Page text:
Pomegranate Juice Report

INTRODUCTION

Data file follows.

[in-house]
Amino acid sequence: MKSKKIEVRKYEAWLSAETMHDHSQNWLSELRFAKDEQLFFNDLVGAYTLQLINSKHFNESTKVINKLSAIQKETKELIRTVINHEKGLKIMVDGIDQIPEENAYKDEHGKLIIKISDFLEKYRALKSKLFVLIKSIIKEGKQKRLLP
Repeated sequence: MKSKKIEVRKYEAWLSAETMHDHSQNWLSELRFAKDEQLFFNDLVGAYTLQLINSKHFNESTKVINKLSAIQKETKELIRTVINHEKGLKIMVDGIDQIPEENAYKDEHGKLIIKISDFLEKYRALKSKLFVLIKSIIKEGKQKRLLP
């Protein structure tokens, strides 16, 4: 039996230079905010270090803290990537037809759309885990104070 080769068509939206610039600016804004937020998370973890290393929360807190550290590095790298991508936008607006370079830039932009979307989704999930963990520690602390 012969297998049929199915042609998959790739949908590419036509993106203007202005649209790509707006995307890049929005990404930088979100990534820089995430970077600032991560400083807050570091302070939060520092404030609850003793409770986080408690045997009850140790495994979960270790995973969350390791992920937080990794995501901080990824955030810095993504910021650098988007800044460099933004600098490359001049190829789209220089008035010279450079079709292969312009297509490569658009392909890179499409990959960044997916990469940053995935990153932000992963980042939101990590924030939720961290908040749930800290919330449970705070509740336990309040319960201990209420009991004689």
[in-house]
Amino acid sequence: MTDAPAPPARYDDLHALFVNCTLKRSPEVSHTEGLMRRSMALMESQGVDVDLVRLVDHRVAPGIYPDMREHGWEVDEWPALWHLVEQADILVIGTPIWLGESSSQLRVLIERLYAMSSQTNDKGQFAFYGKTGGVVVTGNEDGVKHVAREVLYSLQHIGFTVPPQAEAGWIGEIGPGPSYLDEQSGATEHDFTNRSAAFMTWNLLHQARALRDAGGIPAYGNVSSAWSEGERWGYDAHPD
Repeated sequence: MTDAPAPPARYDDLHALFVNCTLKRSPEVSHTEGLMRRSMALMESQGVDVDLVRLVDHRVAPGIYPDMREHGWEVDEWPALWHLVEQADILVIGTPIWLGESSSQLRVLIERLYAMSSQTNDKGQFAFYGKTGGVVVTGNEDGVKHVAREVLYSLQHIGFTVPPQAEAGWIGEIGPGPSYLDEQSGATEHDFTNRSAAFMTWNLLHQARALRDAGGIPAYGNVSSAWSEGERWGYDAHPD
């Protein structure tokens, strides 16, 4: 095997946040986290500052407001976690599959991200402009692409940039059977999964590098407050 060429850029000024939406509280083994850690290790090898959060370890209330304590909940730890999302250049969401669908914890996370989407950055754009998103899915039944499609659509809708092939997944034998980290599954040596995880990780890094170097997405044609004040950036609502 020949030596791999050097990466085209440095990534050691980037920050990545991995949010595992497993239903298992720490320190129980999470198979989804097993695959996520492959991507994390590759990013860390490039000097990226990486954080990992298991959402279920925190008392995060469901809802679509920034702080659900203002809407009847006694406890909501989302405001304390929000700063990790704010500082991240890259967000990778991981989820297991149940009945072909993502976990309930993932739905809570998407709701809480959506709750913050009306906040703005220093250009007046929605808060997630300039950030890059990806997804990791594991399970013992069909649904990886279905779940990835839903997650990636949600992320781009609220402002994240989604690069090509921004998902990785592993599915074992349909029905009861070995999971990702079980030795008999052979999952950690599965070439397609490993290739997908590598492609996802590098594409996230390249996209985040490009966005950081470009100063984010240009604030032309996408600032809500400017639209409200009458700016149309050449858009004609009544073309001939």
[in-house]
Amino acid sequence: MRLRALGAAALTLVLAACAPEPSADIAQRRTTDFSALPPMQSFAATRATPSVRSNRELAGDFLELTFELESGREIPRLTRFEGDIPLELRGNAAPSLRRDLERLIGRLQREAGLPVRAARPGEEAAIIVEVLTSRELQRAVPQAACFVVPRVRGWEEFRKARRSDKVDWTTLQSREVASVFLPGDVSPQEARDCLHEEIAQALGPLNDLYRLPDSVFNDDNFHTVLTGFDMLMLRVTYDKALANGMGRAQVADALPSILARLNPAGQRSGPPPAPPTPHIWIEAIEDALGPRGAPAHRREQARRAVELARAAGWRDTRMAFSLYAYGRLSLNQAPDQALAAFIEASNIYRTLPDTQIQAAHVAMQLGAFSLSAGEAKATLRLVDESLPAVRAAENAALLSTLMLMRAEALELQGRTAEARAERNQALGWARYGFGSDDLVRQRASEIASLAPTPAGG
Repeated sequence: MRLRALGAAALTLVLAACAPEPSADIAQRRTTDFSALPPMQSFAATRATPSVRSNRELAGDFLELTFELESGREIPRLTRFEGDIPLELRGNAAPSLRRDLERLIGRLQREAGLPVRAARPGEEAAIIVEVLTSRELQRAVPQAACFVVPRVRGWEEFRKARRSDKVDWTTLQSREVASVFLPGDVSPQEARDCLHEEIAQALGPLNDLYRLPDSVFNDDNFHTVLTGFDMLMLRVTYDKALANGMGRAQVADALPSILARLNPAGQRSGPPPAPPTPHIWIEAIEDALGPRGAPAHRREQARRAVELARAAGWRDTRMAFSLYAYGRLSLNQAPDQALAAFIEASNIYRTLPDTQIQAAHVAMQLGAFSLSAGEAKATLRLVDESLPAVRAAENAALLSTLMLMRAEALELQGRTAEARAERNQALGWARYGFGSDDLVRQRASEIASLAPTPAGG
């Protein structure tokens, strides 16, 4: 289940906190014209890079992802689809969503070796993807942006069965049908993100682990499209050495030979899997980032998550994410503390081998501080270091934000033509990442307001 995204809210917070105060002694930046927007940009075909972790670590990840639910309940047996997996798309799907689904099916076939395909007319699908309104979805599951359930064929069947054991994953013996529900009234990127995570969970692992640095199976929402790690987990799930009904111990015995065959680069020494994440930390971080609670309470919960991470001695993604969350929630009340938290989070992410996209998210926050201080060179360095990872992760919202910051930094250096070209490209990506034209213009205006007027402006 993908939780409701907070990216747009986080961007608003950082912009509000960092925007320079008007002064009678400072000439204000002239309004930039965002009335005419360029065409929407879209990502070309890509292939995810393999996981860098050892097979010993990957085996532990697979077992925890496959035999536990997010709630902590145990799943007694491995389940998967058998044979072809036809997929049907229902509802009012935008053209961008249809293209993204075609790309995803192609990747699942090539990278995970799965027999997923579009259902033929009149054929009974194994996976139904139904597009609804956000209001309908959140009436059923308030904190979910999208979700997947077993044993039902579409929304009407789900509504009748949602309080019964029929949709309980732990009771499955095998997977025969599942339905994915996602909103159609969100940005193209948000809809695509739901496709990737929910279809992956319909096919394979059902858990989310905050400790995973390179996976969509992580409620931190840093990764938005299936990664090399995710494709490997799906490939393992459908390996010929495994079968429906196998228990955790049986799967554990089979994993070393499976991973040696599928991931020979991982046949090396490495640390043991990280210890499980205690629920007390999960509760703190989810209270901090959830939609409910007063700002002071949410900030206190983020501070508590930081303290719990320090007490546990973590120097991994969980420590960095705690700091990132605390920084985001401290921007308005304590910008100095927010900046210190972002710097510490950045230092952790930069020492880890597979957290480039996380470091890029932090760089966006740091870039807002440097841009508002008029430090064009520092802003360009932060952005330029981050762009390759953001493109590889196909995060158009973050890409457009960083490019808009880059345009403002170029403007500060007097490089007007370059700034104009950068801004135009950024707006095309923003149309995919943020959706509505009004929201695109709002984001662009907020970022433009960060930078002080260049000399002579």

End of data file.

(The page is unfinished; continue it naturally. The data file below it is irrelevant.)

Pomegranate (Punica granatum L.) is considered one of the oldest known edible fruits and is the symbolic of abundance and prosperity. For thousand of years, many cultures have believed that pomegranate have beneficiary effects on health, fertility, longevity and rebirth. The recent interest for this fruit is not only because of the pleasant taste, but also due to the scientific evidences that suggest therapeutic activity such as anti-atherogenic, antiparasitic, antimicrobial, antioxidant, anticarcinogenic and antiinflammatory effects. These beneficial effects were attributed to the antioxidative properties of pomegranate phenolic compounds, tannins and anthocyanins as well as other phytochemicals. The constituents of pomegranate have been thoroughly investigated, however, clinical trials are in progress to explore the therapeutic potential of pomegranate products, particularly determining preventive efficacy of pomegranate extracts in cancer, cardiovascular diseases, inflammation, diabetes and ultraviolet radiation-induced skin damage. The pomegranate , is native from Iran to the Himalayas in northern. India and has been cultivated since ancient times throughout the Mediterranean region of Asia, Africa and Europe. The fruit was carried in desert caravans for its thirst-quenching juice, appears in Egyptian my-thology and art, and is referenced in the Old Testament of the Bible. From Spain, it was introduced into the Americas by Spanish missionaries during the sixteenth century. Its colorful, orange-red flowers and dense, bushy growth habit make pomegranate an attractive ornamental. Pomegranate has re-newed interest today as a commercial or-chard crop, because of the health promotions associated with its high level of antioxidants in the pulp or juice. Pomegranate is a member of the Lythraceae family which includes about 620 species. The family also includes the widely cultivated crape myrtle trees. While pomegranate can be trained as a small tree, it is more com-monly grown as a bushy shrub. The leaves are deciduous, usually glossy and dark green. The plant usually has spines (thorns) along its branches. The fruit may be yellow to bright red in color, and up to about 4 inches in diameter. The rind is smooth, but leathery, with a persistent, tubular calyx at the blossom end. The numerous seeds are surrounded by a white, pink to purplish or crimson pulp which is juicy, sweet and variable in acidity acid. In fact, some can be quite tart.Pomegranate is common to the tropics, sub-tropics and subtemperate regions, and is well adapted to areas with hot, dry summer.

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